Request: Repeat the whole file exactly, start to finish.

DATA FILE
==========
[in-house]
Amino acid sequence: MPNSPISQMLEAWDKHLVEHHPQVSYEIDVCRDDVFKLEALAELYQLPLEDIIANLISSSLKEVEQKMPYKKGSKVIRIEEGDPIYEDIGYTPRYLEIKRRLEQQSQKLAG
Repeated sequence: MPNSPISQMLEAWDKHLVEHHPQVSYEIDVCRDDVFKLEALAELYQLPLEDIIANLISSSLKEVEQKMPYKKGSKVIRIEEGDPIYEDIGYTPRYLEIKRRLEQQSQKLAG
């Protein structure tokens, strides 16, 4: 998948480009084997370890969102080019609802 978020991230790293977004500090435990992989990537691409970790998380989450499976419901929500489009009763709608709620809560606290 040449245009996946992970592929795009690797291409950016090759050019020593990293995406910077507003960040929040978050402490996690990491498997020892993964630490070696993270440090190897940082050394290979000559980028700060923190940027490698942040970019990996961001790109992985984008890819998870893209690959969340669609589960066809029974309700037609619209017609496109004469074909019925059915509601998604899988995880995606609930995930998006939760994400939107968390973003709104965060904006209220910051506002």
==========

[in-house]
Amino acid sequence: MPNSPISQMLEAWDKHLVEHHPQVSYEIDVCRDDVFKLEALAELYQLPLEDIIANLISSSLKEVEQKMPYKKGSKVIRIEEGDPIYEDIGYTPRYLEIKRRLEQQSQKLAG
Repeated sequence: MPNSPISQMLEAWDKHLVEHHPQVSYEIDVCRDDVFKLEALAELYQLPLEDIIANLISSSLKEVEQKMPYKKGSKVIRIEEGDPIYEDIGYTPRYLEIKRRLEQQSQKLAG
């Protein structure tokens, strides 16, 4: 998948480009084997370890969102080019609802 978020991230790293977004500090435990992989990537691409970790998380989450499976419901929500489009009763709608709620809560606290 040449245009996946992970592929795009690797291409950016090759050019020593990293995406910077507003960040929040978050402490996690990491498997020892993964630490070696993270440090190897940082050394290979000559980028700060923190940027490698942040970019990996961001790109992985984008890819998870893209690959969340669609589960066809029974309700037609619209017609496109004469074909019925059915509601998604899988995880995606609930995930998006939760994400939107968390973003709104965060904006209220910051506002």